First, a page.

By the way, we also have found out that the Karuks do not have any federally-recognized fishing rights. Yet DFG apparently has a policy of allowing them to net salmon out of the river all they want, without any kind of fishing license. The Karuk’s are netting Salmon out of the river and killing them at the very same time the COHO salmon they wish to protect is migrating upstream to lay its eggs. So while DFG has made a settlement behind closed doors to curtail the suction dredging activity (there is not a single recorded case of a dredger ever harming a COHO salmon), they continue a policy of allowing Karuks to net out as many salmon as the want — even though it is directly against the law!
For our part, winning this battle is mostly going to be about raising money to pay the specialists on our side. So, once again, I am putting out the call for everyone interested in the outcome of this to please immediately send a $10 donation to: The New 49’ers Legal Fund P.O. Box 47, Happy Camp, CA 96039. Donations can also be made by Pay Pal on our Forum Site.
We have created a special page for this ongoing litigation on our website. All of the key Court documents are there in the event that you want to inspect them.
After we defeated the Karuk’s in federal court, we expected that we would soon face a challenge in State Court. But we are surprised to find out that it has been ongoing since May!
The Karuks are entirely based in Siskiyou County. All of the waterways they seek to close to suction dredging are in Siskiyou County. But they filed their lawsuit way down south in the Alameda Superior Court! How underhanded can you get?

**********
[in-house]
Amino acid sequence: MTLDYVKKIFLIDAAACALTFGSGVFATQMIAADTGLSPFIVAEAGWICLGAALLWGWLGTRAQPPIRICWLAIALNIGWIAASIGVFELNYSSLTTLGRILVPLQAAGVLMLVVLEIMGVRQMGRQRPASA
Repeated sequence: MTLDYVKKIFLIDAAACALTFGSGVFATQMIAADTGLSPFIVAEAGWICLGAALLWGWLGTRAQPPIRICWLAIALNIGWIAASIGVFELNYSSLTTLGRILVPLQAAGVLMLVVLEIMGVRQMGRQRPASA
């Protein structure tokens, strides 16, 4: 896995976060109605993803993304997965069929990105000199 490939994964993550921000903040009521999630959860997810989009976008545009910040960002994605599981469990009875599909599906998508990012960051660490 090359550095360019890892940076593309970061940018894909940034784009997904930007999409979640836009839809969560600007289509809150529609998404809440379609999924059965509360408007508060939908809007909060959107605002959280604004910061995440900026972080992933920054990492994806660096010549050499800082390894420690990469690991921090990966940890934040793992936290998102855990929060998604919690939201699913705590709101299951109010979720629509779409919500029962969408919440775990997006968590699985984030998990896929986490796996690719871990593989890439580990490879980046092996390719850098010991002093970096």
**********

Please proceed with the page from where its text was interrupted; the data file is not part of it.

It is incredible how fast we organized to get competent attorneys representing our interests in this situation! We should acknowledge ourselves for doing good so far in this. But it is not over yet!
The reason we won in the federal litigation is that so many members contributed financially so we could pay good attorneys to represent us. The result of that litigation has put us in the best shape ever at the federal level. This new situation allows us an opportunity to do the very same thing at the State level.
We really have to win this one! I hope you guys will help.
Planning for 2006 Season
With your help, I believe that we have a reasonable chance of persuading DFG to withdraw its modified suction dredge regulations before springtime. In addition to the legal action we are presently pursuing, we may also need help from the members in requesting assistance from various State lawmakers and Governor Arnold Schwarzenegger. Please watch closely for what we have to say about this next month.
Meanwhile, I suggest it is important for members to at least plan your summer prospecting activities around the times and places that are not affected by DFG’s amended dredge regulations: The following times, places, activities and events are not affected:
2) Suction dredging on the North & South Forks of the Salmon River, the Scott River and along all of our claims on the Klamath River are open to suction dredging between 1 July through 15 September. Only persons who actually operate the suction nozzle are required to obtain a DFG permit for this.
3) The following scheduled events are unaffected by the modified regulations:
June 10 & 11; July 1 & 2; July 22 & 23; August 12 & 13; September 2 & 3.
Week-long Gold Dredging Projects:
July 8 through July 14; July 29 through August 4; August 19 through August 25; September 9 through September 15.
Special Week-long Above-water Group Mining Project: June 17 through June 23